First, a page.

It must be Sunday, because here I write another introduction to a chapter from my ebook Responsible Reporting: Field Guide for Bloggers, Journalists, and Other Online News Gatherers. Section 2 introduces five journalisms—contextual and process were presented the previous two weeks. Next up, conversational journalism applies community concepts from local newspapers to the expansive Internet audience, which is actively engaged wherever and on whatever device it may be.
Please also read the other excerpts: Foreward and from Section 1, Chapters, I and II, III and IV, V and VI to grasp the logical flow. Reminder: The book releases into the public domain soon after the serialization completes.
With that introduction…
III. Conversational Journalism
Viner’s statement is excellent segue to journalism as a conversion, which is tightly-knit to process. The difference is engagement. Process journalism is more passive, such as using a soundly-sourced rumor or partially-developed story to generate reaction and to advance the reporting. Conversational journalism is more active, more ongoing personal interaction with the audience. Think cliché two sides of the same coin.
I stumbled onto process journalism, unexpectedly, in June 2010, after accusing blogger John Gruber of running a “bully pulpit”, in part because he maintains a no-comment policy. (Gruber gets more treatment in the discussion of advocacy journalism.) Doreen Marchionni, currently a visiting assistant professor of communication at Pacific Lutheran University, offered valuable input for the ruckus that followed (Gruber fans are passionate!), from her PhD studies.
Conversational journalism is in its simplest form, and most appropriately for the age of context:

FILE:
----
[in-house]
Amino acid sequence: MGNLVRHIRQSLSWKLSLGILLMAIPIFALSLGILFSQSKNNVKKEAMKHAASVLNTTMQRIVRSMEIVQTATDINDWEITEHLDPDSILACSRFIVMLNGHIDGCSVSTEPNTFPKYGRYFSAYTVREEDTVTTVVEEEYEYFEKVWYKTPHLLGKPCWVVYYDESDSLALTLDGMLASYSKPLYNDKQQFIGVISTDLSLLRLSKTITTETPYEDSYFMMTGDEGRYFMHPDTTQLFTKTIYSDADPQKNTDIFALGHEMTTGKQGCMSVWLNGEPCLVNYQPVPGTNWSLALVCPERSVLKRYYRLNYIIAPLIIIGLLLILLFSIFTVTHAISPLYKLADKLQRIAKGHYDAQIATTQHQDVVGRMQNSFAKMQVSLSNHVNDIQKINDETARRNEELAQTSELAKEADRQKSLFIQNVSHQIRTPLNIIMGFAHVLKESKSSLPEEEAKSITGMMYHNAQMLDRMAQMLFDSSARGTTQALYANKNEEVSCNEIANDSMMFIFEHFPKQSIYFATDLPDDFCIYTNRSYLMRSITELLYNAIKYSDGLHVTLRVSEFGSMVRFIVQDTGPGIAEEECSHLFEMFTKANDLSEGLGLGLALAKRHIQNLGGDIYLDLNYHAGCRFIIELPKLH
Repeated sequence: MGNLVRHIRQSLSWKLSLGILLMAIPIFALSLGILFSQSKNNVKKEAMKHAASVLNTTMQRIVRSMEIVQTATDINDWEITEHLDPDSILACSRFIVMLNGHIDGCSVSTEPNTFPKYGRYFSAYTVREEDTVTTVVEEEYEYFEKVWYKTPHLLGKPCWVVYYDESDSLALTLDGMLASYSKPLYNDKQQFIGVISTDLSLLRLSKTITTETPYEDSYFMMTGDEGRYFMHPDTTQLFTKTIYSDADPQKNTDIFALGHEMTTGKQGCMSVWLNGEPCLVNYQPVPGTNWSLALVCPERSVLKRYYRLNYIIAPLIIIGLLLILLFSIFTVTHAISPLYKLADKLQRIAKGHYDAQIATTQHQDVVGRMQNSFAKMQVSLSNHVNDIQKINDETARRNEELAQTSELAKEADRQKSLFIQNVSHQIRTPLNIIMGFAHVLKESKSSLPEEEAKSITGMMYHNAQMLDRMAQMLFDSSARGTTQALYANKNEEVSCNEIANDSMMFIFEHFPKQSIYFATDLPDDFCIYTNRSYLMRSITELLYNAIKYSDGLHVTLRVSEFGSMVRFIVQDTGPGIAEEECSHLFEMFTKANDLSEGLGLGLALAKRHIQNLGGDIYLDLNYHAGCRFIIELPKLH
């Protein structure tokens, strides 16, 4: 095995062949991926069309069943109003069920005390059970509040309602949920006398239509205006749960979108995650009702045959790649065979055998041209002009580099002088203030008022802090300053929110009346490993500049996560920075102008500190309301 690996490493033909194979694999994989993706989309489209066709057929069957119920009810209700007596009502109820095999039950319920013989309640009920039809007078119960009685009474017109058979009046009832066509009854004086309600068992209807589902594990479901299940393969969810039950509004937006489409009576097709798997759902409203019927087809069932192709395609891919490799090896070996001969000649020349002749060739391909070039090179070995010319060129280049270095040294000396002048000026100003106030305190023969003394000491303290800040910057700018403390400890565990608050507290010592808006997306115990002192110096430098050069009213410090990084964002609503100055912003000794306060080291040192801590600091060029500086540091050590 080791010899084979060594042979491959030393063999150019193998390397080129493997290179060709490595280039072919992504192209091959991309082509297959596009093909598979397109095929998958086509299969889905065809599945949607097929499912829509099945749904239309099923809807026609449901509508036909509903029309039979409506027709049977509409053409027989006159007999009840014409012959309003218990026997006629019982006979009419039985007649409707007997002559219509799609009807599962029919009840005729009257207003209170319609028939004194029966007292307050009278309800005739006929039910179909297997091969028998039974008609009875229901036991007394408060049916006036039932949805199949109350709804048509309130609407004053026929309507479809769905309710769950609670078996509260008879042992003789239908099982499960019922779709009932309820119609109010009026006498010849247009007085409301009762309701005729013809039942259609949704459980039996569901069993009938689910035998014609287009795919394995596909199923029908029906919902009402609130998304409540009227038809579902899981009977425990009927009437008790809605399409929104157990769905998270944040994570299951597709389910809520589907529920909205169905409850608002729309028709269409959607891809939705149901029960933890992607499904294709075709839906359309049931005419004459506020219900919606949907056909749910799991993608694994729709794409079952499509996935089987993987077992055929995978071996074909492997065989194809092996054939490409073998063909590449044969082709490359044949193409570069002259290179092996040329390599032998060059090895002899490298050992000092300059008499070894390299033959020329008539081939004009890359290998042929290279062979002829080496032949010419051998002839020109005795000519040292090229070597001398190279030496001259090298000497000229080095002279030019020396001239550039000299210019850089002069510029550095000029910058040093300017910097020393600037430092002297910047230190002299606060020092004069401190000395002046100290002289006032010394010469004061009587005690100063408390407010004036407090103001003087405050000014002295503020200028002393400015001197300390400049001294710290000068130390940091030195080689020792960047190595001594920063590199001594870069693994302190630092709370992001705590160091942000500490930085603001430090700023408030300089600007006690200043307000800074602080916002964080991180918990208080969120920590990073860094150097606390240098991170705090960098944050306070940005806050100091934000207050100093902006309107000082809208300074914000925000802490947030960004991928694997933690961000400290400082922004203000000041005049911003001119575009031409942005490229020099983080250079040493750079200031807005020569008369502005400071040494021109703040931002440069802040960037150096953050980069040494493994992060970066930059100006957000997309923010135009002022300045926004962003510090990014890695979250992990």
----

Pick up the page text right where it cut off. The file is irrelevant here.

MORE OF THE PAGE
- Establishing personality—you the writer are a real person, not an automaton
- Including readers in the reporting and storytelling process, wherever they are online
- Writing stories in a more conversational style that appeals to and better engages wider audiences
For local newspaper reporters, conversational journalism should already be a way of life, assuming they become involved in their local communities. In the age of context, the community is much larger. Services like Facebook, Instagram, Twitter, and Tumblr are a global village, where writers from everywhere can actively engage readers, some of whom will be sources, too.
Birds of a Feather
I contacted Marchionni for any new conversational journalism insights. However, because of teaching commitments, she couldn’t immediately contribute but plans to respond after publication (I explain why that fits my broader plans for the book in the Afterword). Her past advice for journalists, in 2009 for Poynter and 2011 during South by Southwest, is nevertheless current.
“Audiences are constantly sizing you up”, Marchionni says. “Not only are they sizing you up, they’re constantly looking for themselves in you—the writer or the journalist…Our audiences are essentially trying to figure out if the journalist we may or may not want to follow is similar to us”. She adds: “It’s birds of a feather flocked together”.
The observation, which she backs with quantifiable data, reveals something that should be obvious—people relate to people—but is too often lost in the news media’s obsession with objectivity. The monotone writing style many news organizations demand for reasons of objectivity distances reporters from their audiences.